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I want to show that a group of order $42 = 3\times2\times7$ has a normal subgroup, and I'm not completely sure.

I am thinking of injecting into $S_5$, and noting that the subgroup of $G$ of order $7$ cannot be in the image of $\phi$ since that would imply $S_5$ has a subgroup of order 7 contradicting Lagrange's theorem. Thus $Ker(\phi)$ which is a subgroup of G is normal. Is this okay?

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  • $\begingroup$ how are you injecting into $S_5$? Please see below for the solution I believe is intended. $\endgroup$ – qbert Apr 22 '18 at 5:11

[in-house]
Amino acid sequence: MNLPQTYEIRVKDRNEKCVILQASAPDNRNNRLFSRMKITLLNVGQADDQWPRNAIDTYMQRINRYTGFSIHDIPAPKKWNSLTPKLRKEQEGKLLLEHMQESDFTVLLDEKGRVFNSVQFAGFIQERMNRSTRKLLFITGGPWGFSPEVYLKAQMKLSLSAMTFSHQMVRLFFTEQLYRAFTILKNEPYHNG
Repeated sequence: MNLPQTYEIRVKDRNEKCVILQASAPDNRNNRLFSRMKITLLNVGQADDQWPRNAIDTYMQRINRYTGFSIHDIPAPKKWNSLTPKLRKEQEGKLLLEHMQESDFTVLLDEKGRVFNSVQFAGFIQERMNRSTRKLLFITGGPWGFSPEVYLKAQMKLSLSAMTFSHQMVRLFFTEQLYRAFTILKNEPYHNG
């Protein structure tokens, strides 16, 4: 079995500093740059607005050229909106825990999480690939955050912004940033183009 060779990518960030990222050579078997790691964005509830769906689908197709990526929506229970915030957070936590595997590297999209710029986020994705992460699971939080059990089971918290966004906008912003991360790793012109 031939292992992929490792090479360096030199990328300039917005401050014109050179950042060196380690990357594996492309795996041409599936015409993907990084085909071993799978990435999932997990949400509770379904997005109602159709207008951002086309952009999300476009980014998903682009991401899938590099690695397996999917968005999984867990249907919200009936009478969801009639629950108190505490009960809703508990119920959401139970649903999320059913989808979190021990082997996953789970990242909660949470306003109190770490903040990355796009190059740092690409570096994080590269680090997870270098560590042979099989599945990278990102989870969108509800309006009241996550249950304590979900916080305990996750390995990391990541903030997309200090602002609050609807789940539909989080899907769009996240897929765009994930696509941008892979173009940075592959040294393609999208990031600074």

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The Sylow theorems do it all for you.

By Sylow 1, the number of Sylow $7$ subgroups $n_7$ satisfies $n_7\cong 1 \mod 7$. It also must divide $6$, leaving you with only the option $n_7=1$. Call it $P_7$.

By Sylow 2, $gP_7g^{-1}=P_7$ for any $g$, and $P_7$ is normal.

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